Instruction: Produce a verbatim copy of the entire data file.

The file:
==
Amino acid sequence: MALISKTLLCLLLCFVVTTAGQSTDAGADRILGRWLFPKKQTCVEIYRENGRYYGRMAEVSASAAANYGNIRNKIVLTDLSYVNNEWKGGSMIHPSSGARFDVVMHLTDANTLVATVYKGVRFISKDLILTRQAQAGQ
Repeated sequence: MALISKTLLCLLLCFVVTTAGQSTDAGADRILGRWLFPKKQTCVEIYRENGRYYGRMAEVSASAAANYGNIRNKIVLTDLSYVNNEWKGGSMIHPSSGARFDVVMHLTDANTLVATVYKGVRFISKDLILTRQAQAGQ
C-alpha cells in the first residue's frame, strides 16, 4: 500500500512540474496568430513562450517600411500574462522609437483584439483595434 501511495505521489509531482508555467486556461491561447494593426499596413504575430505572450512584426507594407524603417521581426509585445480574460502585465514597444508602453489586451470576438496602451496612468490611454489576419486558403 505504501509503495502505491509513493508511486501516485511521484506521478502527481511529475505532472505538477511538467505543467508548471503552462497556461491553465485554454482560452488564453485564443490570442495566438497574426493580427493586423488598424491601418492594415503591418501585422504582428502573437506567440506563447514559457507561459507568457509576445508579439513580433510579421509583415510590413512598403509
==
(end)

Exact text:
Amino acid sequence: MALISKTLLCLLLCFVVTTAGQSTDAGADRILGRWLFPKKQTCVEIYRENGRYYGRMAEVSASAAANYGNIRNKIVLTDLSYVNNEWKGGSMIHPSSGARFDVVMHLTDANTLVATVYKGVRFISKDLILTRQAQAGQ
Repeated sequence: MALISKTLLCLLLCFVVTTAGQSTDAGADRILGRWLFPKKQTCVEIYRENGRYYGRMAEVSASAAANYGNIRNKIVLTDLSYVNNEWKGGSMIHPSSGARFDVVMHLTDANTLVATVYKGVRFISKDLILTRQAQAGQ
C-alpha cells in the first residue's frame, strides 16, 4: 500500500512540474496568430513562450517600411500574462522609437483584439483595434 501511495505521489509531482508555467486556461491561447494593426499596413504575430505572450512584426507594407524603417521581426509585445480574460502585465514597444508602453489586451470576438496602451496612468490611454489576419486558403 505504501509503495502505491509513493508511486501516485511521484506521478502527481511529475505532472505538477511538467505543467508548471503552462497556461491553465485554454482560452488564453485564443490570442495566438497574426493580427493586423488598424491601418492594415503591418501585422504582428502573437506567440506563447514559457507561459507568457509576445508579439513580433510579421509583415510590413512598403509